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Old 07-28-2010, 08:19 PM
 
101 posts, read 301,737 times
Reputation: 93

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I have extremely poor water pressure at my basement shower (the faucets in the basement are fine). It's been like that for years and seems to be getting worse. The showerhead is ok - no sediment is blocking the flow.

Could anyone give me some ideas what the problem could be?

Thanks.
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Old 07-28-2010, 08:30 PM
 
Location: Jacksonville, FL
11,054 posts, read 10,611,343 times
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Could use more info, such as what kind of piping is it? Copper, galvanized, pvc, poly?

Also, when you say the faucets are fine, are you talking about faucets not connected to the shower or is this a tub/shower combo and you are saying the faucet part works fine?
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Old 07-28-2010, 08:45 PM
 
101 posts, read 301,737 times
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JimRom,

I believe it's copper but I'm not 100% sure.

There is a sink in the bathroom and the faucet there has good water pressure. There is also a tub/sink by the washer & dryer and the water pressure is ok there.
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Old 07-28-2010, 09:56 PM
 
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First thing I would do is use the shutoff valves or cut off the power or gas to the hot water and cut off the main, then remove the head of the mixer valve and inspect it. There are three spots in a shower system where there are natural restrictions - the head, which you checked, the cut off valves (which some don't have), and the mixer valve. Crud will accumulate at those places first. Look online and you'll see instructions on how to do the job.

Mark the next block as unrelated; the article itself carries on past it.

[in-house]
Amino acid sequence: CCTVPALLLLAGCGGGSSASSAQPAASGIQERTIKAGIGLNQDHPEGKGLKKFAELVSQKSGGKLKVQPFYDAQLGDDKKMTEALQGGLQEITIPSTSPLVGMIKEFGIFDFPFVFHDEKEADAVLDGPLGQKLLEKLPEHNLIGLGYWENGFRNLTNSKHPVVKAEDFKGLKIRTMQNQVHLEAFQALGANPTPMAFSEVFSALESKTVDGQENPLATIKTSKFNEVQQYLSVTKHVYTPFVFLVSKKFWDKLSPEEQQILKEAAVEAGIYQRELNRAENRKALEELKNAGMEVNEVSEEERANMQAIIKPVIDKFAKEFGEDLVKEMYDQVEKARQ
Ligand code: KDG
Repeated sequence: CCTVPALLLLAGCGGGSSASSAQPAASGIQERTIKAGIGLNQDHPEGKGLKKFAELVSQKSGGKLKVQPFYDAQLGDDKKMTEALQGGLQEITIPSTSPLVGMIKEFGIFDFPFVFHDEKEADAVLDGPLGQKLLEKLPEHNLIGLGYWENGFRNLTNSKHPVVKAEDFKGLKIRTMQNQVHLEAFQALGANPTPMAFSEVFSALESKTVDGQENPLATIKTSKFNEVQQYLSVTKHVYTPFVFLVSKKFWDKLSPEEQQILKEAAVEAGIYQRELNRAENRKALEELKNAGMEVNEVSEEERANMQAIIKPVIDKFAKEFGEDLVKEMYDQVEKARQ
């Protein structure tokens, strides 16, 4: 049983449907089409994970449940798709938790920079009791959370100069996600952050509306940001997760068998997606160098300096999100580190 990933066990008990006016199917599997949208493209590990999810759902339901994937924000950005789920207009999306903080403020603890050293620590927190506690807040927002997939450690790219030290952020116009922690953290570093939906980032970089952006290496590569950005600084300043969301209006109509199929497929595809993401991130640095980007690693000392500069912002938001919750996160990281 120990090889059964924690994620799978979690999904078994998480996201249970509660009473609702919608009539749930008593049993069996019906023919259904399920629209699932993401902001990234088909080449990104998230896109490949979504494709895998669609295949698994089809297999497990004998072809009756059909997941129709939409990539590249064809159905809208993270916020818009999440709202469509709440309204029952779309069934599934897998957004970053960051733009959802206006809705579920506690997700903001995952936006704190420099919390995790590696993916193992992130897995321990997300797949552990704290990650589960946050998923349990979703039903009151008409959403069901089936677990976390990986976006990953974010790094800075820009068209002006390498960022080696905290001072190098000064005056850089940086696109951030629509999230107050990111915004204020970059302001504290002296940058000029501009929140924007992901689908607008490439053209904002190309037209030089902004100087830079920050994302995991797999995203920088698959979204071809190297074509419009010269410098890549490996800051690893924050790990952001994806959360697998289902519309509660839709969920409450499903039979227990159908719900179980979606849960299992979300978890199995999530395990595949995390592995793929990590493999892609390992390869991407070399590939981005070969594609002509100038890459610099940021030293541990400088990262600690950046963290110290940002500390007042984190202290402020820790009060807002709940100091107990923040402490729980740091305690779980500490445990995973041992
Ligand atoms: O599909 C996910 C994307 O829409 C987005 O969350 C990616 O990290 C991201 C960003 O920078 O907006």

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Old 07-29-2010, 08:15 PM
 
101 posts, read 301,737 times
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H.C.

Thanks so much. I'll do what you described.
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Old 07-30-2010, 01:27 PM
 
28,107 posts, read 63,391,831 times
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I doubt it is a pressure problem... sounds more like obstructed flow.

Never used to have any flow problems... even when the buildings I managed had 60 year old galvanized pipes... until the mandated low flow aerators and shower head started.

Most likely and obstruction... either open it to physically remove or in some cases... I've had great luck filling a zip-lock plastic bag with CLR and putting it over the shower head with rubber bands/clothes pins to soak for a day or two...
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Old 07-30-2010, 04:11 PM
 
Location: Columbia, California
6,664 posts, read 30,504,538 times
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Quote:
Originally Posted by Ultrarunner View Post
,,,Never used to have any flow problems... even when the buildings I managed had 60 year old galvanized pipes... until the mandated low flow aerators and shower head started.,,,...
Many of the new heads have a removable restriction plug, for testing purposes only they can be removed. Hint hint!
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Old 07-30-2010, 07:07 PM
 
28,107 posts, read 63,391,831 times
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The "Balanced" shower/tub faucets caused the most problems...

The city was replacing area water lines and it caused no end to the grief... the owners with the original 1940's plumbing... yes, there were a few that had bought the homes new... had zero problems... only the homes with the "Upgraded" plumbing done in the last 10 years or so had the bulk of the problems.

One, was so frustrated that he had his plumber install a whole house filter and that cured the problem and added another thing that requires maintenance.
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Old 07-31-2010, 11:02 AM
 
101 posts, read 301,737 times
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Ultrarunner,

What is CLR?
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Old 07-31-2010, 12:13 PM
 
Location: Central Fl
2,903 posts, read 12,493,132 times
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CLR is a cleaner. It stands for Calcuim/Lime/Rust

It is in a silver plastic jug and can be bought at almost any big box type store or hardware store.

It takes care of all three of the above. A common use of this product is to unclog sediment from showerheads, etc in the fashion described.

Good product to have around.

Frank
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